The Department of Cell Biology is home to an exciting group of faculty, post-doctoral scientists and students addressing fascinating questions about the nature of biological complexity – how molecular, subcellular, cellular and multicellular events are integrated and ordered over time to assemble and maintain specialized tissues, organs and whole organisms. We work to promote multidisciplinary collaborative research and fundamental discovery in all areas of cell and developmental biology, and to inspire the translation of these new advances toward improving human health.
Congratulations to Gustavo G. Pacheco, who received a F30 Ruth L. Kirschstein Individual Predoctoral National Research Service Award from the National Institute of Child Health and Human Development to investigate the role of adhesive and biomechanical signals in regulating the bioenergetic needs of migratory cells involved in tissue morphogenesis. His ongoing studies will focus on evaluating the contributions of integrin adhesion and signaling to mitochondrial behaviors during the collective migration of Xenopus mesendoderm cells.
We are very excited to welcome Dr. Joshua Wythe, a new Associate Professor in our Cell Biology Department, who recently relocated from Baylor College of Medicine in Houston. Josh’s research focuses on gaining a detailed mechanistic understanding of how endothelial cell identity is specified and maintained in the developing vertebrate embryo. His lab combines both zebrafish and mouse genetic models together with bioinformatics, functional genomics, and 3D imaging to investigate blood vessel development and pathogenesis. In addition to defining the transcriptional basis of endothelial organotypic plasticity and function in development, the Wythe lab aims to understand pathological angiogenesis leading to brain arteriovenous malformations and pathological angiogenesis in glioma. Josh is highly collaborative, and his work is cross-disciplinary and intersects with the Comprehensive Cancer Center, the Developmental Genomics Center, the Cardiovascular Research Center and the Neuroscience Department. We look forward to having Josh onboard and working closely with him on exciting new projects.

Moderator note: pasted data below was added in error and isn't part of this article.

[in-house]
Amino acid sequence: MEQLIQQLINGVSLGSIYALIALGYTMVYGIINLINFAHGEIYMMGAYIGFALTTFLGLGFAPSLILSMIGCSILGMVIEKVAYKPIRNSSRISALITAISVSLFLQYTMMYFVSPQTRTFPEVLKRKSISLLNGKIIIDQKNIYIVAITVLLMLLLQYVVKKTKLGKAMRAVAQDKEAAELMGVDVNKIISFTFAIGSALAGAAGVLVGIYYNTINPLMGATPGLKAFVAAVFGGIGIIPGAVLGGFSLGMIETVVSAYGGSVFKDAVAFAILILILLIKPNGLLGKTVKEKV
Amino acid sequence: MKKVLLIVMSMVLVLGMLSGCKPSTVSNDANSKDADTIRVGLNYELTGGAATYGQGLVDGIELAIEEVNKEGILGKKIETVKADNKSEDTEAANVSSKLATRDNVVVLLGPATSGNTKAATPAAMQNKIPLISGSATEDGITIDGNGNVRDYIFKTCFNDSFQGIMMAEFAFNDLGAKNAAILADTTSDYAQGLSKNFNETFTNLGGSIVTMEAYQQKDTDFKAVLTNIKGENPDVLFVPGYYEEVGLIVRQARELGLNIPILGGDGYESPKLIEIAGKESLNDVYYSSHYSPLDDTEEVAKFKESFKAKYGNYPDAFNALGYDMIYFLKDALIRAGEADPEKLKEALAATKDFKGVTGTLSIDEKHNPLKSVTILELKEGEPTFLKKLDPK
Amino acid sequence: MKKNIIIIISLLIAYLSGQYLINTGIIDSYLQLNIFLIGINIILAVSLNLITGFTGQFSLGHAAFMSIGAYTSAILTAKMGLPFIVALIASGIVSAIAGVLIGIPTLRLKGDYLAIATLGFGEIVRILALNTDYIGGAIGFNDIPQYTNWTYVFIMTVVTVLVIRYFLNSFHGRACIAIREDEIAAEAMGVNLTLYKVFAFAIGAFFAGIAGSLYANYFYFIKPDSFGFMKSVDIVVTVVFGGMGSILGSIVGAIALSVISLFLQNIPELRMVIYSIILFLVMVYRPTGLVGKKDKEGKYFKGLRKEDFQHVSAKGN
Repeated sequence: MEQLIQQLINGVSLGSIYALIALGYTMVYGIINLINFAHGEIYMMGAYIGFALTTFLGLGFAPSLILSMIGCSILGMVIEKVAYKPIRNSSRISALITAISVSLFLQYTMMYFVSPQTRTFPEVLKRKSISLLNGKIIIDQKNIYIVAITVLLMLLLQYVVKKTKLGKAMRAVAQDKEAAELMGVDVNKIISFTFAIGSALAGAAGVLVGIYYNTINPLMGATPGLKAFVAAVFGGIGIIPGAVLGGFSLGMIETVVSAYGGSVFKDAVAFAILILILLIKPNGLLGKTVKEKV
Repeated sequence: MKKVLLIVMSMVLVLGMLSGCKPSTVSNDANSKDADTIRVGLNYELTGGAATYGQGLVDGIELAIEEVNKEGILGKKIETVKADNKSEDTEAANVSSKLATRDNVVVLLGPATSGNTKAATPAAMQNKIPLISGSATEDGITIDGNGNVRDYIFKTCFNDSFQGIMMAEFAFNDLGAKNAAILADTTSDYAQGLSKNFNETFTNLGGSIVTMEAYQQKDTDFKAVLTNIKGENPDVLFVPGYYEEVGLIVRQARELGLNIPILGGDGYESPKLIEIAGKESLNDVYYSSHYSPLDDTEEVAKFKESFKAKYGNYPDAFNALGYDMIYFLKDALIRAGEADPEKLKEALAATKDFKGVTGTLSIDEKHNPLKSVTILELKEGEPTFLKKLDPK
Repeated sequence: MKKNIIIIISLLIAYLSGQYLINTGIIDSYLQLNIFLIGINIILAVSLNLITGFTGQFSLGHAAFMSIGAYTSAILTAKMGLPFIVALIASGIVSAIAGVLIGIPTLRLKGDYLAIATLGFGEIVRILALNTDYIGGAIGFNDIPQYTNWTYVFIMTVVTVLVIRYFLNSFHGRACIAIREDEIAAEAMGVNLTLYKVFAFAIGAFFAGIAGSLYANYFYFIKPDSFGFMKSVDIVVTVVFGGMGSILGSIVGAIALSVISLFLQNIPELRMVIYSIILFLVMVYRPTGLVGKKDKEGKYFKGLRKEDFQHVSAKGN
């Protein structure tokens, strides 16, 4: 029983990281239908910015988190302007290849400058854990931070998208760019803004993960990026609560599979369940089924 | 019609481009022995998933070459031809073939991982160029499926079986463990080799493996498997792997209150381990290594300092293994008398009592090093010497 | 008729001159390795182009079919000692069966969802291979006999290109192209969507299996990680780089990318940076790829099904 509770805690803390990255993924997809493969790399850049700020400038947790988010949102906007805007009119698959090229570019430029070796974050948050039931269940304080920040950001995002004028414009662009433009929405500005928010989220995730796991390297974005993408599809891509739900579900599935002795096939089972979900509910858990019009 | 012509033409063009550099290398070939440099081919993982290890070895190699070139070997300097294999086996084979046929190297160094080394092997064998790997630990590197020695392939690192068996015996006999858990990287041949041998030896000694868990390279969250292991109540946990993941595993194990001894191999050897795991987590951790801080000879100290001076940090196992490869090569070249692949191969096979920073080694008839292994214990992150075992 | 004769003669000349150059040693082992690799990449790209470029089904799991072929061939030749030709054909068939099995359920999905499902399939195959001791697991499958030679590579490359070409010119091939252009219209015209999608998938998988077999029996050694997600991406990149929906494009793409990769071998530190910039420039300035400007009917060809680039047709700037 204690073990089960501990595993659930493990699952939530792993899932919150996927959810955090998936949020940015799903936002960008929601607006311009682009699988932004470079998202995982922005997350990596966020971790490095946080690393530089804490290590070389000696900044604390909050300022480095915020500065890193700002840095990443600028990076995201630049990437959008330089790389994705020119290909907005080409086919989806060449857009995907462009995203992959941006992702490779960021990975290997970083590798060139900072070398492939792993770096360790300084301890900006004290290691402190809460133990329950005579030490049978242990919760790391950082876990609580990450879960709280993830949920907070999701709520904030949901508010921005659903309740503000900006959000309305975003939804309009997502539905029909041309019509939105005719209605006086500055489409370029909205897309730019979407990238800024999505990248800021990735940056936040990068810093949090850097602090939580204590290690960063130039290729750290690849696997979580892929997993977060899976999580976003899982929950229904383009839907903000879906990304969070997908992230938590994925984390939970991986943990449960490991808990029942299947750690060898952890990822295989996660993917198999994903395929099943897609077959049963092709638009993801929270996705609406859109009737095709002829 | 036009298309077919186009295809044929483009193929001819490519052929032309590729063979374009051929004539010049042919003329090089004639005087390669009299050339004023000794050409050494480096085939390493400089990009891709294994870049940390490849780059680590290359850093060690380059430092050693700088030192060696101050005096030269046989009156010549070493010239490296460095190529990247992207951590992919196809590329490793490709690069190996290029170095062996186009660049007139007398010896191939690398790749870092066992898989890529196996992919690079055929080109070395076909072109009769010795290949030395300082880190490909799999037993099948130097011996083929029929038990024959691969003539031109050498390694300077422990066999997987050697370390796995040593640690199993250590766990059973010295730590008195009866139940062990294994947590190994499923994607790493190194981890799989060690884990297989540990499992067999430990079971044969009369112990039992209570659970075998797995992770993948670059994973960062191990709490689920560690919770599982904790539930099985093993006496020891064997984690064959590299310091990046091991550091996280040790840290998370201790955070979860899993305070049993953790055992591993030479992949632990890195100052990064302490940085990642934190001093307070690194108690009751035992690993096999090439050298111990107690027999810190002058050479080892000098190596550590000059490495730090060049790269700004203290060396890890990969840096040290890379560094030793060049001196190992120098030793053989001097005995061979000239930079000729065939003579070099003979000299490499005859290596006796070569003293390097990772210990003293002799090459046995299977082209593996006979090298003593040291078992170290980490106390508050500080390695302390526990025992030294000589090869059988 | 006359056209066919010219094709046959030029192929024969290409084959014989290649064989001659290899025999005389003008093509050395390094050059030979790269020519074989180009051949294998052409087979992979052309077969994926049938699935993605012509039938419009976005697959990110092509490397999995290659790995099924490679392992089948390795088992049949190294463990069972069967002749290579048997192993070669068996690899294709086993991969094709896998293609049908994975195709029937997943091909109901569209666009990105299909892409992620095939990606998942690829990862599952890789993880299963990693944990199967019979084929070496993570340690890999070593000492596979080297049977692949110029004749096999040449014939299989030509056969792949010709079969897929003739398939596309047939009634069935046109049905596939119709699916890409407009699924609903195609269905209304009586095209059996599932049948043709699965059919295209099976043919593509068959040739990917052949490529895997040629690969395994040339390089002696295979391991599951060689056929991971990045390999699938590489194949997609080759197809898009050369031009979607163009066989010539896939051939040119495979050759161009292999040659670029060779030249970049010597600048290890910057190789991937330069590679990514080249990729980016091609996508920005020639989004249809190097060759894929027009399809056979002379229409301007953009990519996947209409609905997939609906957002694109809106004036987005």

We are very excited to welcome Dr. Elias Spiliotis, a new Professor in the Cell Biology Department, who is arriving from Drexel University in Philadelphia. Elias’ research focuses on understanding the molecular, genetic, and cellular mechanisms of spatial organization in epithelia and neurons. He is a world leader in understanding the roles of septins, a mysterious class of GTP-binding proteins which play critical roles in regulating the cytoskeleton to generate and maintain cellular asymmetry. His lab uses cutting edge super-resolution microscopy, gene targeting, biochemistry and proteomics to investigate neuronal morphogenesis and disease, spatial control of intracellular transport, and cancer cell migration and invasion. We look forward to having Elias join our Department.